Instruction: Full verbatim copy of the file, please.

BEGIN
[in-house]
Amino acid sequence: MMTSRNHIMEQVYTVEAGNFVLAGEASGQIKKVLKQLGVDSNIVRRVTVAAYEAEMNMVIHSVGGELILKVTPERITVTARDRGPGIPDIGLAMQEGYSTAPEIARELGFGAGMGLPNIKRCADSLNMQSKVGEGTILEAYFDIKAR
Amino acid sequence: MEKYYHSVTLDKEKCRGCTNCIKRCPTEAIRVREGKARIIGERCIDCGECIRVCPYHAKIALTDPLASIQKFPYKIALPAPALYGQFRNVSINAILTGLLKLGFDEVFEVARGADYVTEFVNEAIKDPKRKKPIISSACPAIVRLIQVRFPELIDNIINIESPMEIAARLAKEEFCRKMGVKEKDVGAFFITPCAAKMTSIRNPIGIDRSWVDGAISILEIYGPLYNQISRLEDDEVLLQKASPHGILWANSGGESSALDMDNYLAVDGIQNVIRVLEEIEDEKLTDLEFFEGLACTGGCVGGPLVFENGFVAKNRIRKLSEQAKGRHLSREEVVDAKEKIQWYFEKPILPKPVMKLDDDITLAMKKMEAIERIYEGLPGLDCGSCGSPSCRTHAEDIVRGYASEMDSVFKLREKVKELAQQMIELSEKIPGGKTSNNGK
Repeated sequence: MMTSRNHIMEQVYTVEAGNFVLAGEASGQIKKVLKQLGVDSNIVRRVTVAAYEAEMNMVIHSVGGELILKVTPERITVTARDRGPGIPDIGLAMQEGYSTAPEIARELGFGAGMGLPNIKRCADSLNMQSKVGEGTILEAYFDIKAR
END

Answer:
[in-house]
Amino acid sequence: MMTSRNHIMEQVYTVEAGNFVLAGEASGQIKKVLKQLGVDSNIVRRVTVAAYEAEMNMVIHSVGGELILKVTPERITVTARDRGPGIPDIGLAMQEGYSTAPEIARELGFGAGMGLPNIKRCADSLNMQSKVGEGTILEAYFDIKAR
Amino acid sequence: MEKYYHSVTLDKEKCRGCTNCIKRCPTEAIRVREGKARIIGERCIDCGECIRVCPYHAKIALTDPLASIQKFPYKIALPAPALYGQFRNVSINAILTGLLKLGFDEVFEVARGADYVTEFVNEAIKDPKRKKPIISSACPAIVRLIQVRFPELIDNIINIESPMEIAARLAKEEFCRKMGVKEKDVGAFFITPCAAKMTSIRNPIGIDRSWVDGAISILEIYGPLYNQISRLEDDEVLLQKASPHGILWANSGGESSALDMDNYLAVDGIQNVIRVLEEIEDEKLTDLEFFEGLACTGGCVGGPLVFENGFVAKNRIRKLSEQAKGRHLSREEVVDAKEKIQWYFEKPILPKPVMKLDDDITLAMKKMEAIERIYEGLPGLDCGSCGSPSCRTHAEDIVRGYASEMDSVFKLREKVKELAQQMIELSEKIPGGKTSNNGK
Repeated sequence: MMTSRNHIMEQVYTVEAGNFVLAGEASGQIKKVLKQLGVDSNIVRRVTVAAYEAEMNMVIHSVGGELILKVTPERITVTARDRGPGIPDIGLAMQEGYSTAPEIARELGFGAGMGLPNIKRCADSLNMQSKVGEGTILEAYFDIKAR